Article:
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Decade-old smart home startup Control4 filed for an IPO on Monday, which could see it raise up to $60 million if it goes public.
Control4 makes software that connects home devices and appliances including lights, door locks, video cameras, and security systems. The company said in its filing that it’s connected 120,000 homes with its smart software, and generated $109.5 million in revenue in 2012, with a net loss of $3.7 million for 2012.
The market for connected home devices has been growing steadily for a variety of reasons. More service providers like cable companies and telcos have been offering smart home services. The prevalence of home Wi-Fi networks has enabled home owners to begin to connect a variety of wireless devices in homes. And bandwidth to homes is now high enough to enable many home owners to do things like remotely check video camera streams from a mobile phone.
Control4 also revealed in its filing that it discontinued its energy product line for utilities, which it launched a few years ago. The company said as a result it incurred an expense related to an inventory purchase commitment and ended up paying a fee to a partner to terminate the arrangement. PG&E had been piloting some of its utility home energy products.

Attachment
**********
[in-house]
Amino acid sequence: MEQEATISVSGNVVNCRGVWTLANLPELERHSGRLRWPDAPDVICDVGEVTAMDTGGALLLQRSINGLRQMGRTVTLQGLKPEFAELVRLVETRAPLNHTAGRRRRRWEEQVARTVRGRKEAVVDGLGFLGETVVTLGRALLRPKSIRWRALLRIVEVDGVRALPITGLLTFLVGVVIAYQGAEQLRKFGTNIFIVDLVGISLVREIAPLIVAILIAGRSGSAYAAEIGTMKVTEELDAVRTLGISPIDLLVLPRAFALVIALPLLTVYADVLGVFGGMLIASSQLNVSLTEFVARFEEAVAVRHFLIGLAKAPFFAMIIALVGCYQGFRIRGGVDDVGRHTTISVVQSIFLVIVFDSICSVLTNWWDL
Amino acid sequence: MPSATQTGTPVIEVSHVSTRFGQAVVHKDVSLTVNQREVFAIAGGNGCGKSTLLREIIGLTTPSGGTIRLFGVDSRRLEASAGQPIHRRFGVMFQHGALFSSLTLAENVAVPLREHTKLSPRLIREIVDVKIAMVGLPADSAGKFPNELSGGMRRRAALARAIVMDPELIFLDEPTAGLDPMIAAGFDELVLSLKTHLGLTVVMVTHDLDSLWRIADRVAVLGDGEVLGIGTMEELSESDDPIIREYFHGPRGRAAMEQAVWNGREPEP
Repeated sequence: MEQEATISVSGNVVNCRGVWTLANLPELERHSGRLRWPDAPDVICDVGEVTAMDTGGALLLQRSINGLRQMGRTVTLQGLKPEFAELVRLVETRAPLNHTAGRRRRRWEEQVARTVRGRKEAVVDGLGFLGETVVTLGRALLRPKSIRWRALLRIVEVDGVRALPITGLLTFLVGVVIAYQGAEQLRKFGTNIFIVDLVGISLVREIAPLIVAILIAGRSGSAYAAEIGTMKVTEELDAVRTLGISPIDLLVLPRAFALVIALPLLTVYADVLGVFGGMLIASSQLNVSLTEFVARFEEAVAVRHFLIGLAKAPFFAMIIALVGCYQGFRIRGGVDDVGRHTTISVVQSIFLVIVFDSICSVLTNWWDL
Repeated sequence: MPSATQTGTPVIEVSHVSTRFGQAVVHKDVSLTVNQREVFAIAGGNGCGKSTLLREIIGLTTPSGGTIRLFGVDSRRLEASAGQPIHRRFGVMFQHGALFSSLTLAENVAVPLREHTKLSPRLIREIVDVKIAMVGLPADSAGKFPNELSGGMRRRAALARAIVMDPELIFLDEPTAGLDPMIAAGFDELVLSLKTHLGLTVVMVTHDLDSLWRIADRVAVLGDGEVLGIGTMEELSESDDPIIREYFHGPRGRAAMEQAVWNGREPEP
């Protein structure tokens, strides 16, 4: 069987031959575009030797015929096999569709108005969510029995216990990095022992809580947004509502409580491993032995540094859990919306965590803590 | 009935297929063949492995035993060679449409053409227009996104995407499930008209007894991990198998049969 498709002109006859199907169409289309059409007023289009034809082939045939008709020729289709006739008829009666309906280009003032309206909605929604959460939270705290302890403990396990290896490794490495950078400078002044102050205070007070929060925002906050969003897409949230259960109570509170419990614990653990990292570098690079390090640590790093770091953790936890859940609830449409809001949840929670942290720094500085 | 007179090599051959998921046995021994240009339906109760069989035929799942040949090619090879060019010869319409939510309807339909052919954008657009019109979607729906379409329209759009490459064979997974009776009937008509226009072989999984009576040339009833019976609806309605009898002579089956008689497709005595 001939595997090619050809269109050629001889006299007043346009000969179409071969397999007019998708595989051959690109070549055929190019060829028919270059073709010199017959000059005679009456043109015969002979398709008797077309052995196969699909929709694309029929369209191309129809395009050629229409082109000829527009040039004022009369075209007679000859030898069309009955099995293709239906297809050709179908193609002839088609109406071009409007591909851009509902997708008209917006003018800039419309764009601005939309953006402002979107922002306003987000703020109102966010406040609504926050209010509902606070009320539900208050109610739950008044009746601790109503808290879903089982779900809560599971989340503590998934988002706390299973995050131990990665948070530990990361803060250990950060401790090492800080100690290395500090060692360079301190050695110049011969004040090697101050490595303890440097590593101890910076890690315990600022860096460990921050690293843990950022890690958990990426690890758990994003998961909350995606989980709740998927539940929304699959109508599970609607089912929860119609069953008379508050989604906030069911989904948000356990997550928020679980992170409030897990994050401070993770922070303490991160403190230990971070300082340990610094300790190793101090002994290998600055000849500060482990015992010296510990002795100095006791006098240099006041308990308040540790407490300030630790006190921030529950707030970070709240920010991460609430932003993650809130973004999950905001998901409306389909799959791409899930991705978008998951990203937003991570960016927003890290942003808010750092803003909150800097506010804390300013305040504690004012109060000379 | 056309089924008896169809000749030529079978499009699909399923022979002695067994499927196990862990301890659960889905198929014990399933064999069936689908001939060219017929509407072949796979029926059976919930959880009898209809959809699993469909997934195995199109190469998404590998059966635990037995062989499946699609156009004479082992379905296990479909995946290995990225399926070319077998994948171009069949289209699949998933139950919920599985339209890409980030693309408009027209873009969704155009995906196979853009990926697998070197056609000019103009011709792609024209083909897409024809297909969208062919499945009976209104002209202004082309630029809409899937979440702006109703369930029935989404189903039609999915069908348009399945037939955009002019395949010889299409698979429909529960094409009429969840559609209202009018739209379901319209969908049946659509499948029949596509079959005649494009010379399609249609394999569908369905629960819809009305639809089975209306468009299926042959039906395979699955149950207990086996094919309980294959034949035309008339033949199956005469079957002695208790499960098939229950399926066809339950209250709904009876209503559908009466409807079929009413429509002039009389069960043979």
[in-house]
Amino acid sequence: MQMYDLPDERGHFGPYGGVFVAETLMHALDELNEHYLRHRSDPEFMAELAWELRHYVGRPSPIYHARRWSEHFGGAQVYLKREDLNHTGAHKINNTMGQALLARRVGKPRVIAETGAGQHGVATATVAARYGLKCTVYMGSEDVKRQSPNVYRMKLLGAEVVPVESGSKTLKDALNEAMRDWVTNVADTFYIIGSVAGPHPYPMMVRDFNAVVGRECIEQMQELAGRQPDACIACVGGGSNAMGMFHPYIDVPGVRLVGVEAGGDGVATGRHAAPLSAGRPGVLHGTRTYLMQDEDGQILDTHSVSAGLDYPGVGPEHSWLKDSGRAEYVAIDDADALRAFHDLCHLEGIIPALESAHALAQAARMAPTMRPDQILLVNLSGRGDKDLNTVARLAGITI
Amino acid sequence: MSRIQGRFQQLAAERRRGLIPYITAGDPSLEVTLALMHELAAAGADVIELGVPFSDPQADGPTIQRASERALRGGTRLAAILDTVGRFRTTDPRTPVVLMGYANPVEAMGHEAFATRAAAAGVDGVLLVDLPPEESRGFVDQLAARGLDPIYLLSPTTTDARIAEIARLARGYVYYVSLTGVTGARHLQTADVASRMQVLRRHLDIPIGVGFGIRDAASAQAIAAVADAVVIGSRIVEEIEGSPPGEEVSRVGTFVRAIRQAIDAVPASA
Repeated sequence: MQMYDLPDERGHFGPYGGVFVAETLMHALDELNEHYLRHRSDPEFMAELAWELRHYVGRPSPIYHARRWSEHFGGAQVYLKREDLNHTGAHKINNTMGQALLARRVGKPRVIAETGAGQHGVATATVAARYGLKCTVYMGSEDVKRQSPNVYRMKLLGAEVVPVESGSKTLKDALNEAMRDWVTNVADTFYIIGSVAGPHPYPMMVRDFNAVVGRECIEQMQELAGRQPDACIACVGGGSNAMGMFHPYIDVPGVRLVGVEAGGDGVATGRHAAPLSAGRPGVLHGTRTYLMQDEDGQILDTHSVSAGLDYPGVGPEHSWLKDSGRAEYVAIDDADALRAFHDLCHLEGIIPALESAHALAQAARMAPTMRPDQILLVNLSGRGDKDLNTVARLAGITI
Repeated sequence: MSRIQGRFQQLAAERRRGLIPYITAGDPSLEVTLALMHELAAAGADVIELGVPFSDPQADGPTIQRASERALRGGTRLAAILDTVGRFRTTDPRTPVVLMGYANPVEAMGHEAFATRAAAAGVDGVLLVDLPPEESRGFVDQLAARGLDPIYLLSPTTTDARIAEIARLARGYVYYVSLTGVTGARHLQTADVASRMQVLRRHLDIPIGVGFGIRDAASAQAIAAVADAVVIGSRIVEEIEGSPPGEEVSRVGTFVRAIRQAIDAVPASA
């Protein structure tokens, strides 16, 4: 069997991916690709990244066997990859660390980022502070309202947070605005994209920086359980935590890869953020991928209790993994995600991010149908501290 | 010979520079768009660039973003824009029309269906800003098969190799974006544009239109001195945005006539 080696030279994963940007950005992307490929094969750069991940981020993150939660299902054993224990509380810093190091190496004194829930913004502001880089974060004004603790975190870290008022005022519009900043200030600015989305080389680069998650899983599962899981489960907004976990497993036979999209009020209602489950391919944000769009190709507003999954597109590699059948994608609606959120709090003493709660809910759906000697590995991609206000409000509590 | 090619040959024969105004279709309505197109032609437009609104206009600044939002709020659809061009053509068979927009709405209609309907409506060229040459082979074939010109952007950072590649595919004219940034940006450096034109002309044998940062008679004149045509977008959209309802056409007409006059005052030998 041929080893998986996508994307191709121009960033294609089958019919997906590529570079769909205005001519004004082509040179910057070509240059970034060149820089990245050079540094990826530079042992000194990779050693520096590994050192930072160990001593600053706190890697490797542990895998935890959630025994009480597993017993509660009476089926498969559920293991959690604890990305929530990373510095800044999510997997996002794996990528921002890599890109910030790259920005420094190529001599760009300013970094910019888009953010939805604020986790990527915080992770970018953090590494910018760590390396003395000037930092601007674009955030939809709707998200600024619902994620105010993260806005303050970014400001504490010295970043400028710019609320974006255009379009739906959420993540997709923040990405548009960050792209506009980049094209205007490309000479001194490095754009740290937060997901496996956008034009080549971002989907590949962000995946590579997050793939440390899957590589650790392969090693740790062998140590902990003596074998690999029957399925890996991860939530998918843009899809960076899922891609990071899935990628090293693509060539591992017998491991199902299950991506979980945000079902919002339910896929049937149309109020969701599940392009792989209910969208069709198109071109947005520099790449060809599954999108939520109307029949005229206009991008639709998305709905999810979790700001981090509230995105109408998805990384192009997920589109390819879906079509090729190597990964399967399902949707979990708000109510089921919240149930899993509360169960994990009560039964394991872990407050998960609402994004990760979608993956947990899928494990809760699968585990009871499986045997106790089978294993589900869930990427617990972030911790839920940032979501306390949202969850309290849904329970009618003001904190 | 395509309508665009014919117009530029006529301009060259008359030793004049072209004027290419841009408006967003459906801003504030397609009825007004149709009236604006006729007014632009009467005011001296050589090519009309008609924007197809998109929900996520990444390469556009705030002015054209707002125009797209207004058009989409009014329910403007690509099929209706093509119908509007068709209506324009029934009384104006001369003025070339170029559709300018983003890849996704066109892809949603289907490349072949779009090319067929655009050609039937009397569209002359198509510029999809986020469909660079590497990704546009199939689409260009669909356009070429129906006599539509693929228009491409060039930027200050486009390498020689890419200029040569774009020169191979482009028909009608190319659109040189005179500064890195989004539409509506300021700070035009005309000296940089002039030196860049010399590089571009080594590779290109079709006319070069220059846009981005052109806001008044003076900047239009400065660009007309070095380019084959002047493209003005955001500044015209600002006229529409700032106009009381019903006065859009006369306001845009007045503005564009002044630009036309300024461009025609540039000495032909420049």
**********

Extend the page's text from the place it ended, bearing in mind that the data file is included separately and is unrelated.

Control4 intends to file on the Nasdaq under the symbol CTRL. The company has yet to turn a profit and has a deficit of $107.1 million as of March 31, 2013. The startup also contracts out manufacturing of hardware products, and works with Sanmina and LiteOn and other contract manufacturers in Asia.
Foundation Capital owned 28.5 percent of shares before the IPO; Thomas Weisel Venture Partners owned 16.4 percent; Signal Peak Ventures owned 12.7 percent; Frazier Technology Ventures owned 12.3 percent; Cisco Systems owned 10.8 percent.